One thing we've been doing in our Sex and Society class is looking at how modern Americans view relationships, and considering that I'm the early stages of one of my own a lot of what I see other people my age doing frankly pisses me off.

Read more... )

I guess it comes down to the fact that to me relationships are very much about emotional commitment, caring about each other and trusting the other person, and a lot of the behavior I see flies in the face of that.

I just realized the the appropriateness of the song on Pandora. God, that thing reads my mind.
athenaltena: (thoughtful)
I didn't get a chance to write about it last week, but at the Arlington St. Church they played "American the Beautiful" on the bells before the service began, and we sang a similar song (the name of which escapes me) that was very moving, especially since this was before the election.

There was naturally a mood of celebration today, but the point of the sermon delivered by today's speaker Dan Kane was that this isn't the end of this, oh no. "Only we can save ourselves, Obama can just point us in the right direction" was the main gist of it, and he kept going back to that. He also stressed that 46% of America didn't vote for Obama, and if we really want this change to stick we have to reach out to them and resist the urge to inflict the pain and fear that we (meaning Democrats and Political Progressives, most UUs, in other words) have felt for the past 8 years on them in a sort of "revenge".

I thought it was a very moving sermon, and I think he's exactly right. Wherein I try to emulate Dan Kane and wax political )

And now that I've said that I need to get something to eat, seeing as how my stomach is making more noise than the traffic on Tremont St. after a Celtics win.
athenaltena: (thoughtful)
For some reason I ended up thinking about dreams (in the sense of goals) the other day, and I realized what one of mine is.

I would like to see the Supreme Court of the United States hear a case on gay marriage and decide that banning it is unconstitutional, and therefore all of those bans other states have are invalid. If that can occur sometime in my lifetime I would be indescribably overjoyed, and if I could have some part in helping it get there even more so.

Just a random thought I had.
athenaltena: (freedom)
Holy fuck. This canvassing really puts you through the physical, emotional and mental meat grinder. But I'm still enjoying every minute of it and wouldn't trade it. And I really feel like a decent human being, which is odd, but it's really what I'm feeling.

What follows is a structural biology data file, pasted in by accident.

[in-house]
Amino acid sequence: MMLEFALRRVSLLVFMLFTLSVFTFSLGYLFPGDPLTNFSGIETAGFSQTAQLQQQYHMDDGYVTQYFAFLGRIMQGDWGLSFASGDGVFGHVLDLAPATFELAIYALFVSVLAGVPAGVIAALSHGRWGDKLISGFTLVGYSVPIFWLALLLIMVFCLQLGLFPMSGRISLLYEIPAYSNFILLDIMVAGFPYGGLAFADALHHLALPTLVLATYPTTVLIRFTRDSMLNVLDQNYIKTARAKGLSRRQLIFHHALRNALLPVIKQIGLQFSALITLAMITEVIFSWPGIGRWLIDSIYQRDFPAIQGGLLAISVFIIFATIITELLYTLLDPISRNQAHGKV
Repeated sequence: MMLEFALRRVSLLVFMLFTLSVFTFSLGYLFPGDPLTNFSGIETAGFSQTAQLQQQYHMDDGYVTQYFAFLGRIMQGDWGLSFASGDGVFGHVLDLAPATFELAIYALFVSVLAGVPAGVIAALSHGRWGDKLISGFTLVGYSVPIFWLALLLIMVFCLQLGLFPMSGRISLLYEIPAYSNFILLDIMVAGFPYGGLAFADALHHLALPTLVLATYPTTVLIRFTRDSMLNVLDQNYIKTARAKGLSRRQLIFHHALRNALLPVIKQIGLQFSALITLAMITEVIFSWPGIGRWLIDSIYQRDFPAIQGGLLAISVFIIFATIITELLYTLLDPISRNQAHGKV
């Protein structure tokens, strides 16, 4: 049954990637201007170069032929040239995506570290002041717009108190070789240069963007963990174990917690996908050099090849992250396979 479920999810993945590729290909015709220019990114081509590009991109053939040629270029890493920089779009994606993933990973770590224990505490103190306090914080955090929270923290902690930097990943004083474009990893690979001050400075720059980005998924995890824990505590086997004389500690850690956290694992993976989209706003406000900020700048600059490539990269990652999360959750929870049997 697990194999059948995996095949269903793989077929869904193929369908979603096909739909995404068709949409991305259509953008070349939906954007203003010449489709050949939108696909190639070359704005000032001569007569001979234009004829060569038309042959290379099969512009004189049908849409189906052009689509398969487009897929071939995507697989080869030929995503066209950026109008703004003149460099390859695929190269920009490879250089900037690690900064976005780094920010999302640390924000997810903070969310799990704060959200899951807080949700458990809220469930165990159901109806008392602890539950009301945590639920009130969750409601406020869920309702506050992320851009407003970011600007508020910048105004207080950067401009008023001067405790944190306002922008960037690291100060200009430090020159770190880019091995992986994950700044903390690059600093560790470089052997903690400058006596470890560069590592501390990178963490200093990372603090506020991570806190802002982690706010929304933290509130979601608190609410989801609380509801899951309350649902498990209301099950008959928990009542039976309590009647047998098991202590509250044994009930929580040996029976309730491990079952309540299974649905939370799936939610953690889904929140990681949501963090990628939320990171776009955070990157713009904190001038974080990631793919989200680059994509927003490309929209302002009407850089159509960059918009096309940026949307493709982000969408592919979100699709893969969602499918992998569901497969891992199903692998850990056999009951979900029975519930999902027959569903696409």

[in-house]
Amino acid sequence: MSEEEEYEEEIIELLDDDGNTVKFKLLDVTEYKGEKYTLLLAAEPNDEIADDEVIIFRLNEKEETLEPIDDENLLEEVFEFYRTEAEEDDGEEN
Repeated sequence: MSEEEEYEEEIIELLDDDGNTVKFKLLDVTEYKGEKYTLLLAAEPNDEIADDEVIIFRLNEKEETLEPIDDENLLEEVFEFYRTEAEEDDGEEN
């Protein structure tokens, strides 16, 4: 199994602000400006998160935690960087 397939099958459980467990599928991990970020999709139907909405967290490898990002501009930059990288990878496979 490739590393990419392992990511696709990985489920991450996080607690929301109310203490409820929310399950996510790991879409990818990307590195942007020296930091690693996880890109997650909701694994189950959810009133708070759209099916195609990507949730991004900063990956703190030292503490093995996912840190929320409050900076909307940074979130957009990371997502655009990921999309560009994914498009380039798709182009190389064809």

Today I did better than on Tuesday, but still not well. I only managed to get 3 contributions that amounted to $35, but each one of those contributions was so heartfelt that I can't force myself to be upset about their size. The one that sticks out in my head was from an Armenian couple who moved to the States, and when the wife heard who I was with she was so excited that she ran out and wrote on her check "For my future President the Honorable Barack Obama." Wow. The other one that really got me was a 16 year old girl who lamented that she couldn't vote, but gave me $5. When you're 16 that's a lot, but she cared so much about it (and apparently convinced her mother, who was a Republican, to vote for Obama) that it meant the world and much more than just a simple check, which is why I'm not upset that I didn't make "quota" or anything like that.

Once I met up with the rest of my group and we were waiting for the bus Mike, the group leader, told me that he once had a guy who was an immigrant who didn't have much, but gave him $5 in change from his kids' fund. I had to stop myself from crying when I heard that, as did Mike at the time, since it just hit us so hard somewhere. I don't really care what your politics are, but when you have people who still give to you even when they can't, something special is happening.

I just hope Barack knows just what he's managed to do and what he's inspired in these people. And now I actually am staring to cry, believe it or not. But it's not bad, and I'm really glad that I had the balls to start doing this despite it being the hardest thing I have ever done.
athenaltena: (weird)
I don't want to be the person at college who never comes out of their room, but it might just be in my nature. Later on I'm going to talk to my RA (who seems really nice) and basically say "Help! I suck at this social stuff! Only child! From a small town! Gay! Too mature! Where can I find people like me?"

Really, it's astounding to me how (the girls especially) just form these packs spontaneously. I need some time to get to know people, and unfortunately the person I connected most with during orientation is in Spain for a year. *headdesk* I did meet a nice girl at the bookstore, and I think she picked up the deer-in-headlights look of mine and invited me to come with the reception thing at the Ritz tonight. Nice kid. :)

Well, I have a rough idea, which I have a feeling the RA will help me with:

Read more... )

I think in all I just take more time at this than most people, and once classes and clubs start it'll be easier, though I want to scream "WHY CAN YOU PEOPLE MAKE FRIENDS SO QUICKLY?!" from time to time. But I guess it's just a matter of finding like-minded people.